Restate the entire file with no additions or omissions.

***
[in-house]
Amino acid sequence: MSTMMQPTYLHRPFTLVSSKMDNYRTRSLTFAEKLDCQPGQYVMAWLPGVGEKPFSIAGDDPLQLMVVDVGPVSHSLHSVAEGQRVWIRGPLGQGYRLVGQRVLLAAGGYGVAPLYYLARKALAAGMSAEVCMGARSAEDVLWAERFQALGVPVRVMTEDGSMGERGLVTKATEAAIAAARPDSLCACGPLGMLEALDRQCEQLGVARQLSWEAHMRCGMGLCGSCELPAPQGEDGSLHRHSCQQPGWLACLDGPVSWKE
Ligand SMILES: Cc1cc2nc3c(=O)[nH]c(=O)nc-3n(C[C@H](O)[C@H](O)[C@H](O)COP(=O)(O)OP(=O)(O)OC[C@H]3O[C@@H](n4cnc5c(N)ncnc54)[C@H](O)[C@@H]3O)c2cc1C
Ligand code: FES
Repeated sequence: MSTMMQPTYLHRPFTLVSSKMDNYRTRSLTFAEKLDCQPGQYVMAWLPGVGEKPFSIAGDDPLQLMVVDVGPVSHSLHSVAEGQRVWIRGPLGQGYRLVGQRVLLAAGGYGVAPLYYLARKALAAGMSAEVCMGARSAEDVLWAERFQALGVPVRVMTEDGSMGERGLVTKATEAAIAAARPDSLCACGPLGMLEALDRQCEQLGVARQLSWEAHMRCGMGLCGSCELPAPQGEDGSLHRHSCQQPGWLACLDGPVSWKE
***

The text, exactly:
[in-house]
Amino acid sequence: MSTMMQPTYLHRPFTLVSSKMDNYRTRSLTFAEKLDCQPGQYVMAWLPGVGEKPFSIAGDDPLQLMVVDVGPVSHSLHSVAEGQRVWIRGPLGQGYRLVGQRVLLAAGGYGVAPLYYLARKALAAGMSAEVCMGARSAEDVLWAERFQALGVPVRVMTEDGSMGERGLVTKATEAAIAAARPDSLCACGPLGMLEALDRQCEQLGVARQLSWEAHMRCGMGLCGSCELPAPQGEDGSLHRHSCQQPGWLACLDGPVSWKE
Ligand SMILES: Cc1cc2nc3c(=O)[nH]c(=O)nc-3n(C[C@H](O)[C@H](O)[C@H](O)COP(=O)(O)OP(=O)(O)OC[C@H]3O[C@@H](n4cnc5c(N)ncnc54)[C@H](O)[C@@H]3O)c2cc1C
Ligand code: FES
Repeated sequence: MSTMMQPTYLHRPFTLVSSKMDNYRTRSLTFAEKLDCQPGQYVMAWLPGVGEKPFSIAGDDPLQLMVVDVGPVSHSLHSVAEGQRVWIRGPLGQGYRLVGQRVLLAAGGYGVAPLYYLARKALAAGMSAEVCMGARSAEDVLWAERFQALGVPVRVMTEDGSMGERGLVTKATEAAIAAARPDSLCACGPLGMLEALDRQCEQLGVARQLSWEAHMRCGMGLCGSCELPAPQGEDGSLHRHSCQQPGWLACLDGPVSWKE